Kids driving you nuts?


Certain things become so obvious when you start seeing family interaction through the lens of negotiation. Children and even babies make noises and gestures and expressions that are designed by nature to get adult attention. Not only that, they are designed to make us emotional enough to take action on their behalf.  Nothing wrong with any of that, but it can really cause parents to feel out of control sometimes emotionally as their kids learn what works when they want something from a parent.

Sometimes, it might seem like kids work against their own interests because they get their parents angry and lose privileges. But what do kids gain from those situations? With each interaction, they learn how far they can push their parent’s emotional budget before there are negative consequences.  When a parent’s emotional budget is high, they are more likely to concede to a child in order to end the negotiation.  They might quickly regret the concession, and then resentment can set in, and they are more likely to pick on their kids for other stuff in order to regain a sense of control. In short, our kids drive us nuts.

It is important to be an effective negotiator and decision maker with your children. As they get emotional, and do things that tend to make you emotional, catch yourself.  Protect your emotional budget like it is your last drink of water in the desert. Remember that you want something. You want a calm request from them.  Ask for a calm request. If they continue to be demanding or sullen, do nothing. Send them away if they are still driving your emotions. And don’t feel bad. You didn’t say ‘ no’ to their request, yet. They said  ‘no’ to your request to be calm.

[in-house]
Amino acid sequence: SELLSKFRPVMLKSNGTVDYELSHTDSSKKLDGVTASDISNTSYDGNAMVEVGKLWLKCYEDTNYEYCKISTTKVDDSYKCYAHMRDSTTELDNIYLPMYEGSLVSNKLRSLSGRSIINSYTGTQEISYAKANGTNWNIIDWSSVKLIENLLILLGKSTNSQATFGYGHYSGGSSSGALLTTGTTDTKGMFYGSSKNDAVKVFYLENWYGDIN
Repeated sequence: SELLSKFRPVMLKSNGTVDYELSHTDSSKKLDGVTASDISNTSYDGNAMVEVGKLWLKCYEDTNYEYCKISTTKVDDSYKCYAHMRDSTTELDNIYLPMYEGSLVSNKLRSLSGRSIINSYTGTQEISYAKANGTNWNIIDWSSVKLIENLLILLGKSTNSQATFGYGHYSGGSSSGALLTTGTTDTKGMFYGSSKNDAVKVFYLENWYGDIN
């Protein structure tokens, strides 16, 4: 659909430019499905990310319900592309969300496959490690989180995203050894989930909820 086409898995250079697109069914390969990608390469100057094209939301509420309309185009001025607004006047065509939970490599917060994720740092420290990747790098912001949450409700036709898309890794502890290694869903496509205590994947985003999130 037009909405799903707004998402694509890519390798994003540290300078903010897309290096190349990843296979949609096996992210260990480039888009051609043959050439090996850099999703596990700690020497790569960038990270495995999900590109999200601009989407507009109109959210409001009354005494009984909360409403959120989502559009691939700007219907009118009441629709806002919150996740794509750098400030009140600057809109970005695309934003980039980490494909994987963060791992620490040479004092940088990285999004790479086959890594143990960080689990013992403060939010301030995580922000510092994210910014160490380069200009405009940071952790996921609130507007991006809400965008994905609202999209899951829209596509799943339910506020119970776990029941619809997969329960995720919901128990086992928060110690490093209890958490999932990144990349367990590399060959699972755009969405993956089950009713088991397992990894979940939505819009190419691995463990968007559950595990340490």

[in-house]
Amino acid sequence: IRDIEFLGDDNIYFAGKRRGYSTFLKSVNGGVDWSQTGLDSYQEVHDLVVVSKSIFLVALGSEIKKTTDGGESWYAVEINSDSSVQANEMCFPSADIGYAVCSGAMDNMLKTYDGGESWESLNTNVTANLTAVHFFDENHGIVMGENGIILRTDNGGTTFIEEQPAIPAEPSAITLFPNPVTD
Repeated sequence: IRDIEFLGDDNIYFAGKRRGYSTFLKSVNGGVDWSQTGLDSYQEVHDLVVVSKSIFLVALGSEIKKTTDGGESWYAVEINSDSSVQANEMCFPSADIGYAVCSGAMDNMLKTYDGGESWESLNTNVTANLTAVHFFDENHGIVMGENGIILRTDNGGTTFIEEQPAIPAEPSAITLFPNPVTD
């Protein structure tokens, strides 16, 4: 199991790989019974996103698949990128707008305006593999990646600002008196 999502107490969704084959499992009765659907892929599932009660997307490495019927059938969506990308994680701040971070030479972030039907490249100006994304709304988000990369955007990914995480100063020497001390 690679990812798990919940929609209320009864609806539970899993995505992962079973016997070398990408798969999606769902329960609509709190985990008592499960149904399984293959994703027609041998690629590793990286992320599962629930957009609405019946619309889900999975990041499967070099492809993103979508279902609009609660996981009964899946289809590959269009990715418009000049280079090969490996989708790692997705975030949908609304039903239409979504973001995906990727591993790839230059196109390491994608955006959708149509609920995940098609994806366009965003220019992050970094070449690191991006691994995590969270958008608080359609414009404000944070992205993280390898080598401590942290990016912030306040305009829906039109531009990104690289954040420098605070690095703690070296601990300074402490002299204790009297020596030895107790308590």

EXAMPLE :

Parent: “I asked you to be calm and ask in a relaxed way.”

Child: “But I want to …….and have …….and ……..” (NEEDY VOICE)

Parent: “What do I want first?” 

It is important not to rush this. You will know when they are really no longer feeling a NEED for something from you, and are able to ask calmly and easily. At first, it may take them a long time. Don’t save them. They will benefit most from figuring it out on their own. They might get loud though, so don’t hesitate to protect your sanity and have them be alone behind a closed door.  

Stay respectful. Your job is not to be liked by your kids, but to respect them, and teach them how to respect you.

Now let’s say that you know that you are going to have to say ‘no’ to their request. It may seem unfair that they have to go through all the work of calming down in order to hear ‘no ‘ from you. Keep in mind that you are not rewarding them for being calm or any good behavior. You are making good behavior a prerequisite for even being granted an audience.  If they meet the requirement,  you will be deciding about the request based on what you believe is best.  You have to maintain your high standards, and not get the child thinking that they get what they want whenever they calm down.  All you would be doing is teaching them to be more crafty manipulators.

In reality, they will handle ‘no’ much better after they become calm. They will be better able to cognitively process your explanation, if you decide to offer one. They will be better able to come up with alternatives to their request, and maybe accept an idea that you offer.   It all rests on your resolve to not say ‘yes’ or ‘no’  until they are calm.  In fact, they will often not remember what they wanted from you. They will get distracted by something else during the time that they are calming down. They will become more independent, and more realistic about making requests.

It really does work. I have seen it work with my kids, but I had to learn the hard way. I squandered ‘millions’ from my emotional budget on my kids over the years.

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